Dear EarthTalk: Who are the Clean Air Ambassadors and what are they trying to accomplish?
Brenda Coughlin, Pittsburgh, Pa.
Clean Air Ambassadors are everyday folks from across the U.S. who have committed to speaking up for everyones right to breathe clean, healthy air. The effort is part of the 50 States United for Healthy Air campaign, a joint endeavor of Earthjustice, the American Nurses Association, the Hip Hop Caucus, the National Council of Churches and Physicians for Social Responsibility. In the spring of 2011 these Ambassadors-people from all 50 states and every walk of life-convened in Washington, D.C. to ask members of Congress, leaders at the U.S. Environmental Protection Agency (EPA) and high-ranking officials in the Obama administration for stronger protections against air pollution.
Earthjustice, which specializes in litigating on behalf of environmental causes, initiated the effort as part of its larger Right to Breathe campaign. Every year, many people young and old get sick because of air pollution, reports Earthjustice. Clean air should be a fundamental right.
According to the American Lung Association (ALA), the most widespread kinds of air pollution are ozone (smog) and particle pollution (soot). When inhaled, ozone irritates the lungs, resulting in something like a bad sunburn within the lungs, reports the group. Breathing in particle pollution can increase the risk of early death, heart attacks, strokes and emergency room visits for people with asthma, cardiovascular disease and diabetes. In its 2012 State of the Air report, ALA reports that 127 million Americans-some 40 percent of our population-live in counties where either ground-level ozone or particle pollution is frequently at dangerous levels, despite significant progress in cleaning up the nations air since 1970.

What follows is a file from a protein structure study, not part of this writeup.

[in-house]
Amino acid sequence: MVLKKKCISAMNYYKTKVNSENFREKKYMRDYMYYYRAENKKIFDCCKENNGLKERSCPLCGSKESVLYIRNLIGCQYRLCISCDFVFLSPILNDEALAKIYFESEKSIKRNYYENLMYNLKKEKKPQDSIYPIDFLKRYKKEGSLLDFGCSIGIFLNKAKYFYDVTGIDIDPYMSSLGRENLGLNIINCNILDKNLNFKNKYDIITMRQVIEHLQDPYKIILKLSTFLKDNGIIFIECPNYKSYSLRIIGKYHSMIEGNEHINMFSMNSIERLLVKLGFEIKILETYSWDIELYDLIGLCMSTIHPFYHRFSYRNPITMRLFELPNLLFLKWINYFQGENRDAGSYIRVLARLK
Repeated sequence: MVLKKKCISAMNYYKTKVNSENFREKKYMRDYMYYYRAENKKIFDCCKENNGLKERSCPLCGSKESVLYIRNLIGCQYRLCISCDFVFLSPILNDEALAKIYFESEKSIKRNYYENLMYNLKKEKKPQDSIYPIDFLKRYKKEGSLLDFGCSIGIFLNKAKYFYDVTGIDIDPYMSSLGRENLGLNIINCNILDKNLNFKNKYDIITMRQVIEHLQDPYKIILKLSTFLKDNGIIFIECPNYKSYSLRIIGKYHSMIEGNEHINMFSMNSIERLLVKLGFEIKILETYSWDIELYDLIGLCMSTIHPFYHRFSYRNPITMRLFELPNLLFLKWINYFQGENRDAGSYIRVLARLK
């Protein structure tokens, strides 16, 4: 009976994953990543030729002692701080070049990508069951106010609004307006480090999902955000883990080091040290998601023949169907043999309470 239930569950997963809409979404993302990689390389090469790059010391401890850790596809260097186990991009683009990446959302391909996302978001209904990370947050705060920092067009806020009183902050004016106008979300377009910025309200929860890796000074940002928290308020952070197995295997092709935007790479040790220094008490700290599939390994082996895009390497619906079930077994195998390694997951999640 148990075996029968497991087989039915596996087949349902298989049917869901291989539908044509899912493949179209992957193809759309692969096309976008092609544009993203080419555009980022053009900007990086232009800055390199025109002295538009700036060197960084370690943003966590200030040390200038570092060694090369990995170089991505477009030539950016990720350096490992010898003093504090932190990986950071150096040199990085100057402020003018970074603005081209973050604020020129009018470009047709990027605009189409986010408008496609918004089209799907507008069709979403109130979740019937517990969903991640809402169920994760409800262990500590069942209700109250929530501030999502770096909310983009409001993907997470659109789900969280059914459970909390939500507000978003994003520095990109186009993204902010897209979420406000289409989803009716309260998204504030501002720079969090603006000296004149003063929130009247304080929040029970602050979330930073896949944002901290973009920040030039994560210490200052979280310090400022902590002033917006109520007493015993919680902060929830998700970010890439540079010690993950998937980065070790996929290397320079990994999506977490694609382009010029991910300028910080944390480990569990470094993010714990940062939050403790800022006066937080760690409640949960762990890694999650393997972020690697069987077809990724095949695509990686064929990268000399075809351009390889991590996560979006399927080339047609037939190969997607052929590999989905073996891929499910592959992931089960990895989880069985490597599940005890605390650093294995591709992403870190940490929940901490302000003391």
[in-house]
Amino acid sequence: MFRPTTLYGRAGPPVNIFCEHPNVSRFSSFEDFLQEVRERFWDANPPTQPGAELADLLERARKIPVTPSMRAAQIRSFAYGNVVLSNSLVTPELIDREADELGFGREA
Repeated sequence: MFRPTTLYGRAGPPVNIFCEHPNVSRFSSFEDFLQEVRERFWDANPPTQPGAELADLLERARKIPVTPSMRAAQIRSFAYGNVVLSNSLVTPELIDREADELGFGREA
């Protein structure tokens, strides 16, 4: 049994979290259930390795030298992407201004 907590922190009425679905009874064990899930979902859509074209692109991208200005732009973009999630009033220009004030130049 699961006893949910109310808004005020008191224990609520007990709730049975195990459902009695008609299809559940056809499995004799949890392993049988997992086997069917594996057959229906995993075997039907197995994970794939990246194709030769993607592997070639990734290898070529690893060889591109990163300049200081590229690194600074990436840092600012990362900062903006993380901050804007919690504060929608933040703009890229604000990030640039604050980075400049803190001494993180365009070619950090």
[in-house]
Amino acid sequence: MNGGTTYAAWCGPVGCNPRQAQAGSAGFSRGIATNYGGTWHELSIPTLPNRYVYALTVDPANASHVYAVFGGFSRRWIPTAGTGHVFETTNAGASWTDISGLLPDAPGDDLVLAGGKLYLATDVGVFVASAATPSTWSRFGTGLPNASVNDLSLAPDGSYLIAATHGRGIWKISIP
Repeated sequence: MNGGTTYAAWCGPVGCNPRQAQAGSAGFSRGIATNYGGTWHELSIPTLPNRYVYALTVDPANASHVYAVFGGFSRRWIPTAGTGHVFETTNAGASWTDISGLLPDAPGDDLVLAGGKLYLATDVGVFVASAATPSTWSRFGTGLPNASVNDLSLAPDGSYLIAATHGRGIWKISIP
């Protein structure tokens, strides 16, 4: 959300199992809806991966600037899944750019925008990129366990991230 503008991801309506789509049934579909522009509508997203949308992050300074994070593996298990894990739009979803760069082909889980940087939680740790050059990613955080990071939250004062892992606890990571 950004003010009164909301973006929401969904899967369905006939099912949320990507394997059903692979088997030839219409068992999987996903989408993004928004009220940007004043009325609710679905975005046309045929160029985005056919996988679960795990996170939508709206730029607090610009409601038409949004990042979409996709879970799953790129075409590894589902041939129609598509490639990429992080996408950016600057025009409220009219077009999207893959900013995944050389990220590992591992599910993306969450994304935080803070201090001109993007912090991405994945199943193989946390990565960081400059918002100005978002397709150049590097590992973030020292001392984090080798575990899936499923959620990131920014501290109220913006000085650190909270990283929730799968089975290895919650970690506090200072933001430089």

While there are many sources of air pollution, dirty power plants are among the biggest culprits. The ALA reports that over 400 coal-fired power plants across the country are among the largest contributors to particulate pollution, ozone, mercury, and global warming. In 2011, the EPA issued the final rules that will cut the emissions that create ozone and particle pollution and, for the first time, set national limits on the toxic pollutants they can emit. While Earthjustice and other groups have challenged the EPA for not going far enough, the ALA is defending the plan as significant enough to warrant implementation.
Of course, everyone can play a part in cleaning up air pollution. The ALA recommends driving less, using less electricity, refraining from burning wood or trash, and making sure local school systems require cleaner school buses. Even better, get involved: Participate in your communitys review of its air pollution plans and support state and local efforts to clean up air pollution. Finding a local air pollution control agency is now as easy as steering a web browser to the National Association of Clean Air Agencies 4cleanair.org website.
While there are no plans for another visit to Washington, D.C. by Clean Air Ambassadors in the near future, concerned citizens can do their part and join thousands of others in signing on to Earthjustices Right to Breathe Declaration that calls on the federal government to require major air polluters to utilize existing technologies to significantly reduce the amount of air pollution coming out of their smokestacks.
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